Acknowledgement

      This research was supported by the NIH National Cancer Institute SBIR program under award number R43CA18951501. 100% of this Phase 1 grant went toward this project, and that federal funding comprised 80% of the total costs. The remainder of the support was from NE Scientific, LLC. Sponsor had no role in study design, data collection/analysis or preparation of this report. The content is solely the responsibility of the authors and does not necessarily represent the official views of the National Institutes of Health.
      Early results of this study were presented in a poster at the Conference on Interventional Oncology 2019: Hoffer EK, Borsic AB. Development of real-time patient-specific computed ablation zones. Poster 001, abstract 707643 CIO Oct 11-13, 2019. Miami FL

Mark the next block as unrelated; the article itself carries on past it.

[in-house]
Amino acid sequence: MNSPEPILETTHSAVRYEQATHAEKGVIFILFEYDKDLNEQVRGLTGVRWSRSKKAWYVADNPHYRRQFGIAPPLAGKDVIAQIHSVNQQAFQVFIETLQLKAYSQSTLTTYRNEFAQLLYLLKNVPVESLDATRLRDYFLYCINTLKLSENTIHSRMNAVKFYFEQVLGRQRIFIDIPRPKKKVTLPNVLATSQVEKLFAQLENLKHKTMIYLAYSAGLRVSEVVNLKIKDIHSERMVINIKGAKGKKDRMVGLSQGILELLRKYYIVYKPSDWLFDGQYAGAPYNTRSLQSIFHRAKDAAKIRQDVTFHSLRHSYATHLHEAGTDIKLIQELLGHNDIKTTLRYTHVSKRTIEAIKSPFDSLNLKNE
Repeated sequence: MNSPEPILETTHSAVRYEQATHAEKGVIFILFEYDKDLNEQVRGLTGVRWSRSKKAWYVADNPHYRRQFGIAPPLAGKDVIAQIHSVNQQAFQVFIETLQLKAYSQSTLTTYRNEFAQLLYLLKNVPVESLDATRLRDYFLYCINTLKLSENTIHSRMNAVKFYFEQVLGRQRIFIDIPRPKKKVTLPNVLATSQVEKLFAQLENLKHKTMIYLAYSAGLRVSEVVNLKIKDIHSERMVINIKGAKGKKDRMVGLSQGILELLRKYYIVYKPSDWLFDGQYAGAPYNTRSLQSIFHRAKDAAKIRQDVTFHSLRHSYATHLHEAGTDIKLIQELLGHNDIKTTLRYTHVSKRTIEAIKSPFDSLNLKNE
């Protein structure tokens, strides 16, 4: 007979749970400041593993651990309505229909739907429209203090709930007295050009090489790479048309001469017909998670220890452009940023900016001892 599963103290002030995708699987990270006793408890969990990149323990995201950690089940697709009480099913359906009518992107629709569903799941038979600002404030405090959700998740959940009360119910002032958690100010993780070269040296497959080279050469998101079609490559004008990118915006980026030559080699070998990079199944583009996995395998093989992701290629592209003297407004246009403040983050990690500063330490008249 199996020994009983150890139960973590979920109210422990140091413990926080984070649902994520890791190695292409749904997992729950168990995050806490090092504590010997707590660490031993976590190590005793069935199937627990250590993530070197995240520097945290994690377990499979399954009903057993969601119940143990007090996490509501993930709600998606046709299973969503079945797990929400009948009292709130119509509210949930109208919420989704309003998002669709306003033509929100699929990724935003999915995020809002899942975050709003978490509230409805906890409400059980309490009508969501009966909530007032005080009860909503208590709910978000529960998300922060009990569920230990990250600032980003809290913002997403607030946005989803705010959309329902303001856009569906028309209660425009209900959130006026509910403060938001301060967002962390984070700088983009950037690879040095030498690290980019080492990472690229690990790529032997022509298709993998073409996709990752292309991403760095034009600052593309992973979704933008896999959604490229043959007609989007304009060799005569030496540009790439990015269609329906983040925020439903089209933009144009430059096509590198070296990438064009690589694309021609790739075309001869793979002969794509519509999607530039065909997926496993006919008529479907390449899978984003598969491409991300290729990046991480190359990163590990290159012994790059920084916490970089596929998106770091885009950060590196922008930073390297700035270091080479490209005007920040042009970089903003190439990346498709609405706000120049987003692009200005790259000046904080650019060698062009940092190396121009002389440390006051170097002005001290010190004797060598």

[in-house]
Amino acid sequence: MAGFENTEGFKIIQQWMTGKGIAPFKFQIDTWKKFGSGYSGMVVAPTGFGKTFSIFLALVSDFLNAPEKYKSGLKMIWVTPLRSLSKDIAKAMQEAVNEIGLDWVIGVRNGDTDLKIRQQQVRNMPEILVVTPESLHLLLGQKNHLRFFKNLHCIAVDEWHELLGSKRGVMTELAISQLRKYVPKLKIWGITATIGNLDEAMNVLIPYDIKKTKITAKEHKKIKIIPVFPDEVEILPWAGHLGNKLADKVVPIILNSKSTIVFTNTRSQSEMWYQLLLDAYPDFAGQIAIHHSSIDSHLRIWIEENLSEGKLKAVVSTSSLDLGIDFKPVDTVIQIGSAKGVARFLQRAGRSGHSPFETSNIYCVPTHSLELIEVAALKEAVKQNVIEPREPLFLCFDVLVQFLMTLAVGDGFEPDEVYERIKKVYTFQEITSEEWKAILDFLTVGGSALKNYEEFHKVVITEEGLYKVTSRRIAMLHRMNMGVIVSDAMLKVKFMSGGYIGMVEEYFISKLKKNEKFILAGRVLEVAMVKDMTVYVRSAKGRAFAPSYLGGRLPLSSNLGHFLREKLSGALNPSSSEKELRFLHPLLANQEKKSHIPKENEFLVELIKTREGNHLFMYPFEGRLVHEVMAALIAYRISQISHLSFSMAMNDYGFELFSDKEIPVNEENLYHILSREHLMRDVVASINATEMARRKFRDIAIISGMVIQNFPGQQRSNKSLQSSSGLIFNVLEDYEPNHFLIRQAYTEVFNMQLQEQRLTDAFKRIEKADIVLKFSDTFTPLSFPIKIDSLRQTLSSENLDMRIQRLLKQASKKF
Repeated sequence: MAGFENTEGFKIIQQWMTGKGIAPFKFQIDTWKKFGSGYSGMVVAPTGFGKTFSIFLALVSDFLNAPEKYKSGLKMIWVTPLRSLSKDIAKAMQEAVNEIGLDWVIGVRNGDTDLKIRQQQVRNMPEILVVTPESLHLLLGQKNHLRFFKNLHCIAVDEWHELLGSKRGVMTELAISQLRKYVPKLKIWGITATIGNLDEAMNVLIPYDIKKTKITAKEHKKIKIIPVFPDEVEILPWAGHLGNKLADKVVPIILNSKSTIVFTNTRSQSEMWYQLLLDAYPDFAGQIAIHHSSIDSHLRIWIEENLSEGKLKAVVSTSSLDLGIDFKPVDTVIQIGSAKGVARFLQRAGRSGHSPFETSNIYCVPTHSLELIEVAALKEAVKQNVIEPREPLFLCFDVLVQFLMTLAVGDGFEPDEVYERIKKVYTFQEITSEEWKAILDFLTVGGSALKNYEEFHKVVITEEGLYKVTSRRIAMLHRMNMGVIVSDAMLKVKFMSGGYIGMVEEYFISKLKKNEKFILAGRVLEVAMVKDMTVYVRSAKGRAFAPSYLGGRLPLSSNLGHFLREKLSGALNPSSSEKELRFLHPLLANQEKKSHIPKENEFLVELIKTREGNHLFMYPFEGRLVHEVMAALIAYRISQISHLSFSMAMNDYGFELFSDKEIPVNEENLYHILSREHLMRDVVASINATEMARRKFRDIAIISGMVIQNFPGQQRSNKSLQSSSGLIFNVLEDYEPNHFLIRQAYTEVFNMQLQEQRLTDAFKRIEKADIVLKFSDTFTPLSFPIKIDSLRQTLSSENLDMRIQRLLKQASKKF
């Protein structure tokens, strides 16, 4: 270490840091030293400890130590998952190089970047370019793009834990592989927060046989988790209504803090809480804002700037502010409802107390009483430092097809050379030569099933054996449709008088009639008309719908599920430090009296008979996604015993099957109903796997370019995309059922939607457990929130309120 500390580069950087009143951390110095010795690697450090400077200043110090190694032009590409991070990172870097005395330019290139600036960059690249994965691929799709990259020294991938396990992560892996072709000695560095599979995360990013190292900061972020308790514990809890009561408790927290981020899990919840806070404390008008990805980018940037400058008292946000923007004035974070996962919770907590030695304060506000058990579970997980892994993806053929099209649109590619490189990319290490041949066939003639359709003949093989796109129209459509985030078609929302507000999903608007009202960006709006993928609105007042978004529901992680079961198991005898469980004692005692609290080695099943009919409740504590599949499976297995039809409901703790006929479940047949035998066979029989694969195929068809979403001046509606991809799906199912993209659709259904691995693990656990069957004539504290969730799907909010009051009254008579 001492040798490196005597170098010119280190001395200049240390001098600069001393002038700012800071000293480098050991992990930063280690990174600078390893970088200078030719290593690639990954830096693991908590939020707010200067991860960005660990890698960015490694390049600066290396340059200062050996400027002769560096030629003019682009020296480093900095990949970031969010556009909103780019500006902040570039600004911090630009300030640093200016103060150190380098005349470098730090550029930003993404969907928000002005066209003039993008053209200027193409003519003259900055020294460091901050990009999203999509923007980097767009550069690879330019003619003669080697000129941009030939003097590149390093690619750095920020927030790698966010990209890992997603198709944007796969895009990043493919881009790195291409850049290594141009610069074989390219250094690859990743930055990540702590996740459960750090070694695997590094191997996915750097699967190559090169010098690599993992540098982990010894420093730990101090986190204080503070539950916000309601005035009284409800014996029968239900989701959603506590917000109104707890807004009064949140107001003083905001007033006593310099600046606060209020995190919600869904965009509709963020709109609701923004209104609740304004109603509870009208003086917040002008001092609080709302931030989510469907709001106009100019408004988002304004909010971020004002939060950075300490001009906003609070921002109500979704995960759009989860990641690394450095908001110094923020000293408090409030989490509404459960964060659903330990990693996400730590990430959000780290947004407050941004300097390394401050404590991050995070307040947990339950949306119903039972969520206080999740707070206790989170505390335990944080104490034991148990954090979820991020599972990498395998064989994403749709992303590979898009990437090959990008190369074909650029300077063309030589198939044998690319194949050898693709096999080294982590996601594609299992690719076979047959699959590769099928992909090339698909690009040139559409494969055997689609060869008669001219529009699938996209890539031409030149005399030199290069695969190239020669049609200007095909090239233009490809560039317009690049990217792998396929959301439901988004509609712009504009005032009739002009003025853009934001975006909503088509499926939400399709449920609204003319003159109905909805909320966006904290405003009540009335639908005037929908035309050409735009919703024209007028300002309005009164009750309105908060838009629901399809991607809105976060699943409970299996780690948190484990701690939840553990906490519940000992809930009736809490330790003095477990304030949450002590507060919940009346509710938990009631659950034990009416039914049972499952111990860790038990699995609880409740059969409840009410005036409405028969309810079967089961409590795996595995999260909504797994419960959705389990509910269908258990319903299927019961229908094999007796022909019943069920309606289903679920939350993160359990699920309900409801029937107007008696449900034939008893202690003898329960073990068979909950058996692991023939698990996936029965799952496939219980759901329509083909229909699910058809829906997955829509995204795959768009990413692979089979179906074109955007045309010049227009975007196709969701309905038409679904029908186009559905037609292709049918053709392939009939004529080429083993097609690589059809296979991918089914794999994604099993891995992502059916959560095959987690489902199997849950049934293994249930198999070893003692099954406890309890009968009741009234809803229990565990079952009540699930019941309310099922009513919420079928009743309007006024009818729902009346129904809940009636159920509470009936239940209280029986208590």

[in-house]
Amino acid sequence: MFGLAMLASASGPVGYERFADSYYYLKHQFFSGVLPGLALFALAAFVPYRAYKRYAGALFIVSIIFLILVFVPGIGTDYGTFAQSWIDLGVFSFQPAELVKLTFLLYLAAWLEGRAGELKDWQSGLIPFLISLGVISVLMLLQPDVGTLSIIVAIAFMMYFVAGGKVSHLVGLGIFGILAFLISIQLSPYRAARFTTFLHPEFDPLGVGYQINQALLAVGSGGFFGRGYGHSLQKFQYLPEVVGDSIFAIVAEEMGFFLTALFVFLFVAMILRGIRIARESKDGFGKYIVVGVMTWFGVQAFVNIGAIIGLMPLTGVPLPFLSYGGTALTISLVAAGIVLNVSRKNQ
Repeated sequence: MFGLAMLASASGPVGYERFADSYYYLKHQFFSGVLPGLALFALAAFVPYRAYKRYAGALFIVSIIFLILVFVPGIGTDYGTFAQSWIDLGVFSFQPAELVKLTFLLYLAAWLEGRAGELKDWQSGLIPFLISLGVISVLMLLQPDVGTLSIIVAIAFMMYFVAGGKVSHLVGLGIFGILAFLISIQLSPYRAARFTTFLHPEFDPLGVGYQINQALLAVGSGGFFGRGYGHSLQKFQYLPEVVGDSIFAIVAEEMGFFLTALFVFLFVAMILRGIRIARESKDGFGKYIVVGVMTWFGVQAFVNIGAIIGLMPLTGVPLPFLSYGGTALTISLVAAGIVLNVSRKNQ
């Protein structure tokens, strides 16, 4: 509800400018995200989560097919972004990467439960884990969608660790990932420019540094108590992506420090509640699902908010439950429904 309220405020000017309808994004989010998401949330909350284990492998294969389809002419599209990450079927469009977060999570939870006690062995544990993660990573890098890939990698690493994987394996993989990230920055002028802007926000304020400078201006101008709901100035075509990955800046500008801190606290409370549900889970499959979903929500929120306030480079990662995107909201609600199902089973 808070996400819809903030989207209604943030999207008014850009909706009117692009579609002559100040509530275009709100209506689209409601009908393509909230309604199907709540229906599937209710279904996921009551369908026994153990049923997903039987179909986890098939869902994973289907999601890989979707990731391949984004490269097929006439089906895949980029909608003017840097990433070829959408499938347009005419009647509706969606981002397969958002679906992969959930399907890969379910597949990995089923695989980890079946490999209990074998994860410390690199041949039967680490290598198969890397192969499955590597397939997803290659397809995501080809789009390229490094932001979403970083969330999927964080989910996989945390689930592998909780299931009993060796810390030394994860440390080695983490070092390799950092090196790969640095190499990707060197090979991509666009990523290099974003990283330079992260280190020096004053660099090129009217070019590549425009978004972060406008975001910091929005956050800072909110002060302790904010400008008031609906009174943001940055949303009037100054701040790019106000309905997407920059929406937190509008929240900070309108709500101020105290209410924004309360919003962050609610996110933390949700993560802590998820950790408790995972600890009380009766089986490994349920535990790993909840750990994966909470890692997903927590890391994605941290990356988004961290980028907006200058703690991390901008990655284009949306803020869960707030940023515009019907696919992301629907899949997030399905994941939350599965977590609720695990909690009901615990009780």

APPENDICIES

      Appendix: A The Calculation Model

      The electrical model translates the voltage applied to the RFA electrode into the electrical power density dissipated in the tissues. Based on the power density at each point, the thermal model computes the temporal evolution of tissue temperature. The thermal model can include the heat-sink effect of blood vessels, the heat-transport represented by perfusion, and local heat transport from water evaporation and subsequent migration of the vapor.
      The simulation is driven by the Penne's bioheat equation (
      • Pennes HH
      Analysis of tissue and arterial blood temperatures in the resting human forearm. 1948.
      ), which describes the evolution of the temperatures to which the tissues are exposed during RF energy deposition:
      ρCTt=·kT+QRF+QB(A1)